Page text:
Microlensing events by Proxima Centauri in 2014 and 2016 : opportunities for mass determination and possible planet detection
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We have found that Proxima Centauri, the star closest to our Sun, will pass close to a pair of faint background stars in the next few years. Using Hubble Space Telescope (HST) images obtained in 2012 October, we determine that the passage close to a mag 20 star will occur in 2014 October (impact parameter 1.″6), and to a mag 19.5 star in 2016 February (impact parameter 0.″5). As Proxima passes in front of these stars, the relativistic deflection of light will cause shifts in the positions of the background stars of ~0.5 and 1.5 mas, respectively, readily detectable by HST imaging, and possibly by Gaia and ground-based facilities such as the Very Large Telescope. Measurement of these astrometric shifts offers a unique and direct method to measure the mass of Proxima. Moreover, if Proxima has a planetary system, the planets may be detectable through their additional microlensing signals, although the probability of such detections is small. With astrometric accuracies of 0.03 mas (achievable with HST spatial scanning), centroid shifts caused by Jovian planets are detectable at separations of up to 2.″0 (corresponding to 2.6 AU at the distance of Proxima), and centroid shifts by Earth-mass planets are detectable within a small band of 8 mas (corresponding to 0.01 AU) around the source trajectories. Jovian planets within a band of about 28 mas (corresponding to 0.036 AU) around the source trajectories would produce a brightening of the source by >0.01 mag and could hence be detectable. Estimated timescales of the astrometric and photometric microlensing events due to a planet range from a few hours to a few days, and both methods would provide direct measurements of the planetary mass.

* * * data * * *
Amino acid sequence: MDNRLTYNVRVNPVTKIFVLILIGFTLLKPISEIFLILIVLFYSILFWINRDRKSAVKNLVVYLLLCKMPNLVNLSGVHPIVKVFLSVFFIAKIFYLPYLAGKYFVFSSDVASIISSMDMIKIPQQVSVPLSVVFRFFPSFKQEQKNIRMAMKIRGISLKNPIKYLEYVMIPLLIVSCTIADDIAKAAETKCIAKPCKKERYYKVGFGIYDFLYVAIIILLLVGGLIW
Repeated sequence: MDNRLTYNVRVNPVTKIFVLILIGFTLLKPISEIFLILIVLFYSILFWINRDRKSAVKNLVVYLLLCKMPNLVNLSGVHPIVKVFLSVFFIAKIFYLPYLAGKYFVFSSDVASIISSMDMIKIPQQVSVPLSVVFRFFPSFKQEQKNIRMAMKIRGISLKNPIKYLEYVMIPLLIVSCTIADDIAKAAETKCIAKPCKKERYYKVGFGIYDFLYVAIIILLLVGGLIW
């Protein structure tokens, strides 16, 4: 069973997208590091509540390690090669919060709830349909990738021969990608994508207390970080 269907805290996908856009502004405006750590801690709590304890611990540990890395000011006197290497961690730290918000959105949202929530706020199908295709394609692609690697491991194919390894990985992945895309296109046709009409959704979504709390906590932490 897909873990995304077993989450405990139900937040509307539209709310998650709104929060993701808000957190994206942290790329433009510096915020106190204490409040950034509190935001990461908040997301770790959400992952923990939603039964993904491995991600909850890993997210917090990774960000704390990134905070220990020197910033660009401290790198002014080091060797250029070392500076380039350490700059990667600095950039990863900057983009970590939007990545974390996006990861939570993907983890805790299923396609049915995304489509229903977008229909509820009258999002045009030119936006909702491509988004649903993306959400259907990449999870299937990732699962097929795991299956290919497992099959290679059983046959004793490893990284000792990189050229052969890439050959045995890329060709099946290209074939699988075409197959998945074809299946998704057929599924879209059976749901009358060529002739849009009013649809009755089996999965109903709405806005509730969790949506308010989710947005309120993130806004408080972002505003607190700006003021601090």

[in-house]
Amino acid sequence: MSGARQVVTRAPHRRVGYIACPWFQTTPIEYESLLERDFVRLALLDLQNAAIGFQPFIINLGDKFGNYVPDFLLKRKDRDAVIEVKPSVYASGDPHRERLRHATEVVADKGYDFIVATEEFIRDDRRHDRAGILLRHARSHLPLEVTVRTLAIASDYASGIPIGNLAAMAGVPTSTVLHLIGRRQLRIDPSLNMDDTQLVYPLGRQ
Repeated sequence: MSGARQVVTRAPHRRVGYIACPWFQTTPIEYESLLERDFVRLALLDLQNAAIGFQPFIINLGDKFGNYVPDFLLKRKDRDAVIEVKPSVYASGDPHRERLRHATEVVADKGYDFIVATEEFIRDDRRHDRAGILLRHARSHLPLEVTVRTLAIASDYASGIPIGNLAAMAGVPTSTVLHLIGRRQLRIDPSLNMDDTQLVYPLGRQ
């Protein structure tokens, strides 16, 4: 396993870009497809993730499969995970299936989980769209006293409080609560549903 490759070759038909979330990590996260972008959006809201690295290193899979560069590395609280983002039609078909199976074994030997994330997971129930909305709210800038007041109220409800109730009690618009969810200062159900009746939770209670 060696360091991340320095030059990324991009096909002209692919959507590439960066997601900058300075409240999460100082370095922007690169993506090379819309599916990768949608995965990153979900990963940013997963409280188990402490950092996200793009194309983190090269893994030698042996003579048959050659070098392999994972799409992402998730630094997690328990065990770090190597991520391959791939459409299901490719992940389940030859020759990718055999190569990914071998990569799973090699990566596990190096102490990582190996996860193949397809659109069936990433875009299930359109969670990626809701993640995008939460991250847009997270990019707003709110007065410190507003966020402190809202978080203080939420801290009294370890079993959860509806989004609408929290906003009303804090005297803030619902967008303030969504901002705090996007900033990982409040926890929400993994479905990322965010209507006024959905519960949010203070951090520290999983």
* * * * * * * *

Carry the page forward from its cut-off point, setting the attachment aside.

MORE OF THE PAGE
Sahu , K C , Bond , H E , Anderson , J & Dominik , M 2014 , ' Microlensing events by Proxima Centauri in 2014 and 2016 : opportunities for mass determination and possible planet detection ' Astrophysical Journal , vol 782 , no. 2 , 89 . DOI: 10.1088/0004-637X/782/2/89
© 2014. The American Astronomical Society. All rights reserved.
Partial support for this research was provided by NASA through grant GO-12985 from the Space Telescope Science Institute, which is operated by the Association of Universities for Research in Astronomy, Inc., under NASA contract NAS5-26555. K.S. acknowledges support from the European Southern Observatory, the Institute for Theory and Computation at the Harvard-Smithsonian Center for Astrophysics, and the Institute for Advanced Study at Princeton for sabbatical visits, during which parts of this work were carried out. M.D. is thankful to the Qatar National Research Fund (QNRF), member of the Qatar Foundation, for support through grant NPRP 09-476-1-078.
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